While various countries including Turkey are now embarking on “corona diplomacy,” China was the first to begin attempts to win hearts and minds with direly needed aid. Beijing was the first to extend a helping hand to European countries suffering the worst from the pandemic— Italy and Spain—and to the economically most fragile one, Greece.
Amid the coronavirus outbreak several European leaders have called launching an all-encompassing Marshall Plan-style public investment program to mitigate the economic impact. Turkey was a part of the Marshall Plan as it was automatically considered to be a part of Europe and the Western bloc back in 1951. How about now?
Hungary’s new “COVID-19 State of Emergency Law” allows Prime Minister Viktor Orbán to rule by decree indefinitely. he COVID-19 crisis may pass, but the dagger in the back is there to stay. And Hungary’s new legislative turn may prove to be the real “epidemic”: draconian systemic changes going viral.
Schengen is one casualty of COVID-19, but not the only one. The European Stability Pact, which requires member states to uphold a less than three percent budget deficit is another casualty. The EU had to lift the budget cap on March 20, guarded by the European Stability Pact.
Is the first casualty of the coronavirus the European Union itself? There are now more confirmed cases of coronavirus globally than there are in China, and Europe has been defined as the “epicenter of epidemic crisis” by the World Health Organization. And when it comes to facing the crisis, it’s almost as though the European Union does not exist as an institution.
Money is an important part of the issue for Ankara; but so is its safe zone plan. The polls indicated that the public supported the military incursion into Northern Syria first and foremost because they believed that a safe zone for Syrian refugees to return may be created. As Turkey’s public opinion sours vehemently on the refugee issue, the “promise of sending back the Syrian refugees” is political gold in terms of returns in political capital.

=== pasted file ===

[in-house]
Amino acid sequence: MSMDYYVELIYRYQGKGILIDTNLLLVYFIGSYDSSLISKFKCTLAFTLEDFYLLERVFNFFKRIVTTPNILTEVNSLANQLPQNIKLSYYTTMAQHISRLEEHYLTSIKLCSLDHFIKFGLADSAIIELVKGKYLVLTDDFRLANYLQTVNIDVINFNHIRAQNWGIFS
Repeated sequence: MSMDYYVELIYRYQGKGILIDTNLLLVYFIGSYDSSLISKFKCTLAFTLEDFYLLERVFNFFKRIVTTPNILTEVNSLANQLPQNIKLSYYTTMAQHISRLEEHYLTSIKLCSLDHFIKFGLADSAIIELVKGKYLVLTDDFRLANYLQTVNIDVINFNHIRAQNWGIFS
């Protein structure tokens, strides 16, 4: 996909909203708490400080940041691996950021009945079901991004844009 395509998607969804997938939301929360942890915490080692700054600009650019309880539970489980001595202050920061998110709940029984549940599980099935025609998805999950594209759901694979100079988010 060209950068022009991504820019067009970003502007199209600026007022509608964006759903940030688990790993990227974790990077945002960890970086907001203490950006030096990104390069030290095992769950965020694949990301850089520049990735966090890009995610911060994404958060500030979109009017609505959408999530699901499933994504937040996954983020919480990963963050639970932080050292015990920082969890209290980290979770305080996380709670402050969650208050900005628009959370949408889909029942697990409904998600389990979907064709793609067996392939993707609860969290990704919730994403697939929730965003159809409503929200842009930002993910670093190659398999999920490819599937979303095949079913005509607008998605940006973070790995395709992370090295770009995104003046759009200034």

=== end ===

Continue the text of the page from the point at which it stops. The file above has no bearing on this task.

This is our darkest hour with Europe and the European Union. And I do not think that either the public in Turkey or Turkish politicians in general are aware of the grimness of the situation. Turkey’s public psyche has gone berserk with all sorts of negative emotions, and are unable to recognize that relations with Europe are completely wrecked beyond repair.
While Ankara may not receive the solid backing from NATO that Turkey is seeking against Russia now, dialogue channels with NATO are stronger compared to other international institutions — for example, the European Union. Despite all the conflicts of interest and tensions that Turkey and European states, as well as Ankara and Washington, have endured, their links with NATO are still intact.
In Turkey’s case, beyond Ankara and Erdoğan’s foreign policy line, perceptions are changing, and the West is clearly not winning when it comes to public perception. A recent survey by MetroPOLL showed that Russia is the “most trusted country” in Turkey, followed by Japan, China, and Hungary, respectively. While love of Japan and Hungary extend back to Ottoman times and might be due to imagined cultural affinities, trust in Russia and China are novel developments in Turkey.
Várhelyi’s statement on a “revised methodology” for EU enlargement and the official document for this new approach do not even refer to Turkey. Or, in other words, as far as enlargement is concerned, Turkey is not remotely on the mind of the EU.
Since March 2018, obtaining a visa through the Ankara Agreement got increasingly harder. The UK Home Office made an unexpected announcement at midnight on March 16, 2018; declaring that new applications will not be accepted until further notice.Real impact of Brexit over Turkey may be on trade front though: Britain has signed 18 free trade agreements with 55 countries so far.
2020 seems already to be ridden with unexpected crises erupting all around the world: Turkey had to face one of its worst fears, an earthquake. The warmest responses came from the EU countries with which Turkey has the coldest relations: France, and at a far warmer level, Greece.